Letís Go to the Movies
By Terence Page

Do blind and visually impaired people go to the movies? Of course, we do! The same enjoyment we all get from a shared experience of laughing, crying, and a chair-grabbing thriller can be just as entertaining with limited vision or no vision. The real question is how? The television, film, and Broadway industries are required by the ADA (Americans with Disabilities Act) to provide audio description.

What is audio description or video description (an industry term)? A voice will come through a device that is connected to headphones that will describe to the listener the non-verbal action on the movie screen or the action on the stage (on a TV the audio description comes through the speakers of your television.).

When you have decided that you want to see a movie or show, there is a certain amount of preparation and/or stress waiting for you. The smartphone and computer have made it really easy to find a theater or movie near you. Buying your tickets online can be challenging, but when possible speak to a live person. When speaking to a person on the phone or buying your tickets at the theater, donít forget to ask for the disabled discount or simply say that youíre blind or visually impaired. This disclosure will seriously affect the price of a seat and its location, as you will see.

Entering the lobby of a theater can be quite intimidating, but remember, you are surrounded by people; and if you have a guide dog or a cane, people notice. Do not be afraid to ask for help in a crowded lobby. Your goal is the managerís counter because that is where the audio description devices are kept. Most of the time you can also purchase your tickets at the same counter where you pick up your audio description device. The audio description device is a square black box about the size of a pack of cigarettes with a volume rocker switch on the side and a push down power button next to a little light. The headphones are connected to this box at the top near the power button. I suggest that you bring your own headphones just for cleanliness. The usher will escort you to the bathroom or snack bar before guiding you to your assigned seat.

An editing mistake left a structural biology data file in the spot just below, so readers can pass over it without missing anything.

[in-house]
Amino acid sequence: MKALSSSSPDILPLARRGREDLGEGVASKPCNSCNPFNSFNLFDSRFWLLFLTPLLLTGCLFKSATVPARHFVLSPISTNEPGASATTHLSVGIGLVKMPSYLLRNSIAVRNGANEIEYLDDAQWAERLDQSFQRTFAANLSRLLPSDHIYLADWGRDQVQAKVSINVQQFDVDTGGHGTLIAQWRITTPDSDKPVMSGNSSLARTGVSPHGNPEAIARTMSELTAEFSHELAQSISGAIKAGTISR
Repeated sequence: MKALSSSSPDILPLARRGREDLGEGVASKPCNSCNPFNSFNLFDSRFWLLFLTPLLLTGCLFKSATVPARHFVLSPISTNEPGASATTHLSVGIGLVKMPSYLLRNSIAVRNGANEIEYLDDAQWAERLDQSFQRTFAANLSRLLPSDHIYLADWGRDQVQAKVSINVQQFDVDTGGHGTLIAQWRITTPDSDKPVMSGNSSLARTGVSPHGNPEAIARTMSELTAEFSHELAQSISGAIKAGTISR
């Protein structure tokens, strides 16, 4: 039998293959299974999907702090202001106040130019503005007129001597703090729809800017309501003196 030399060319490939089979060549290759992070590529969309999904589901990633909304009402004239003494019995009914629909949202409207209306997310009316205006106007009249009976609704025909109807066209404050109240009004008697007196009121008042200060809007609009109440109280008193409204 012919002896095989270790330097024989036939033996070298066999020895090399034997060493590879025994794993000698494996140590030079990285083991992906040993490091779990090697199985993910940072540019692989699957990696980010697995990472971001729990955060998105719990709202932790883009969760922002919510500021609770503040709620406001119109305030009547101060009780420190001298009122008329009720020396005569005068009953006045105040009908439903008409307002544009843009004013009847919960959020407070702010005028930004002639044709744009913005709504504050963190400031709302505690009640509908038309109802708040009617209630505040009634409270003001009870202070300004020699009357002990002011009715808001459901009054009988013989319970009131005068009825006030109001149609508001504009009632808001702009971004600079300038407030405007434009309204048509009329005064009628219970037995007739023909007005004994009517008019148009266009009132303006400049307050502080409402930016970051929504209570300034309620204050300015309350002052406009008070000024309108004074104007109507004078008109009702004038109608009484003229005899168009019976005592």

When you purchase your ticket, and they ask where you want to sit, or even if they donít ask where you want to sit, choose your seat carefully! Of course, sitting in the seats closest to the aisle is okay, but if possible, always take disabled seating. Disabled seating is always closest to the exit, and you will appreciate that when leaving a crowded theater or in an emergency situation. The disabled seats are wider, have more leg room, and are generally more comfortable.

As your usher hands you the audio description device, turn it on and make sure it works. The usher will usually leave before the movie starts; but ask him or her to return after the movie has started because unfortunately the devices donít always work, or in some cases the device may play the wrong movie. (Yeah, it happens.) After you have confirmed that the device is working, and it is playing the right movie, enjoy! But wait! Remind the usher to come back and escort you out of the theater at the end of the movie.

When the movie or show is over, the usher should come back to your disabled seating to take the device and guide you out of the theater. Sometimes the ushers are really busy, so you may have to wait a bit. I suggest that you always have the number of the theater in your phone or smartphone in case you need assistance.

We at GNYCB (the Greater New York Council of the Blind) are avid moviegoers, but even we have issues with accessibility in the theaters. So join GNYCB so everybody can say, ďLetís go to the movies!Ē

Note:
Cinepolis Luxury Cinemas in Chelsea has worked continuously with GNYCB to improve their services to our community. Keep it up.
Cinepolis Luxury Cinema
260 West 23rd Street (between 7th and 8th Avenues)
(212) 691-5519